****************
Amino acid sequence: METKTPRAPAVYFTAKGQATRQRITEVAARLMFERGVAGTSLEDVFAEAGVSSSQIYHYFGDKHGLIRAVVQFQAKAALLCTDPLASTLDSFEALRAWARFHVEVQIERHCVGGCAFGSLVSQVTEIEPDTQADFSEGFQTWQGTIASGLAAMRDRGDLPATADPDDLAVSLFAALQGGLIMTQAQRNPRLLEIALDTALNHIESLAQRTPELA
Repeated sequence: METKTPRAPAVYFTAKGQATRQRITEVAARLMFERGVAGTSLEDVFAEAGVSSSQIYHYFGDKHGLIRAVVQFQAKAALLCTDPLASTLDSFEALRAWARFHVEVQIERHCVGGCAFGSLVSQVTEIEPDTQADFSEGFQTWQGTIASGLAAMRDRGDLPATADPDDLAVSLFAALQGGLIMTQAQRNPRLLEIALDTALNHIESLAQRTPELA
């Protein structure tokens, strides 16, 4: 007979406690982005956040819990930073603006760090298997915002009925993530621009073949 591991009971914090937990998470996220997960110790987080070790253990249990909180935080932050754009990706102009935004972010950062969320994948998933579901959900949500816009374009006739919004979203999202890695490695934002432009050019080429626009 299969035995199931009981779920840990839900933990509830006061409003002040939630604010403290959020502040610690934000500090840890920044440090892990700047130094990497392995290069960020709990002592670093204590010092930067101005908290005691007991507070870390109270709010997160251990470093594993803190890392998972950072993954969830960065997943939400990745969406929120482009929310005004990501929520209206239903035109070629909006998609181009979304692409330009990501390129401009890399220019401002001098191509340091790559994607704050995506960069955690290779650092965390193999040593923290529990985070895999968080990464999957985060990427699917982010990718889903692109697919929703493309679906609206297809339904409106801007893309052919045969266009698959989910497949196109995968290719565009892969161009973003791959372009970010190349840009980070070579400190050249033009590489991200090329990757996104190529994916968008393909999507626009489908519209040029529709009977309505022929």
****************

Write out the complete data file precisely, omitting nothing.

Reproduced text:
Amino acid sequence: METKTPRAPAVYFTAKGQATRQRITEVAARLMFERGVAGTSLEDVFAEAGVSSSQIYHYFGDKHGLIRAVVQFQAKAALLCTDPLASTLDSFEALRAWARFHVEVQIERHCVGGCAFGSLVSQVTEIEPDTQADFSEGFQTWQGTIASGLAAMRDRGDLPATADPDDLAVSLFAALQGGLIMTQAQRNPRLLEIALDTALNHIESLAQRTPELA
Repeated sequence: METKTPRAPAVYFTAKGQATRQRITEVAARLMFERGVAGTSLEDVFAEAGVSSSQIYHYFGDKHGLIRAVVQFQAKAALLCTDPLASTLDSFEALRAWARFHVEVQIERHCVGGCAFGSLVSQVTEIEPDTQADFSEGFQTWQGTIASGLAAMRDRGDLPATADPDDLAVSLFAALQGGLIMTQAQRNPRLLEIALDTALNHIESLAQRTPELA
């Protein structure tokens, strides 16, 4: 007979406690982005956040819990930073603006760090298997915002009925993530621009073949 591991009971914090937990998470996220997960110790987080070790253990249990909180935080932050754009990706102009935004972010950062969320994948998933579901959900949500816009374009006739919004979203999202890695490695934002432009050019080429626009 299969035995199931009981779920840990839900933990509830006061409003002040939630604010403290959020502040610690934000500090840890920044440090892990700047130094990497392995290069960020709990002592670093204590010092930067101005908290005691007991507070870390109270709010997160251990470093594993803190890392998972950072993954969830960065997943939400990745969406929120482009929310005004990501929520209206239903035109070629909006998609181009979304692409330009990501390129401009890399220019401002001098191509340091790559994607704050995506960069955690290779650092965390193999040593923290529990985070895999968080990464999957985060990427699917982010990718889903692109697919929703493309679906609206297809339904409106801007893309052919045969266009698959989910497949196109995968290719565009892969161009973003791959372009970010190349840009980070070579400190050249033009590489991200090329990757996104190529994916968008393909999507626009489908519209040029529709009977309505022929």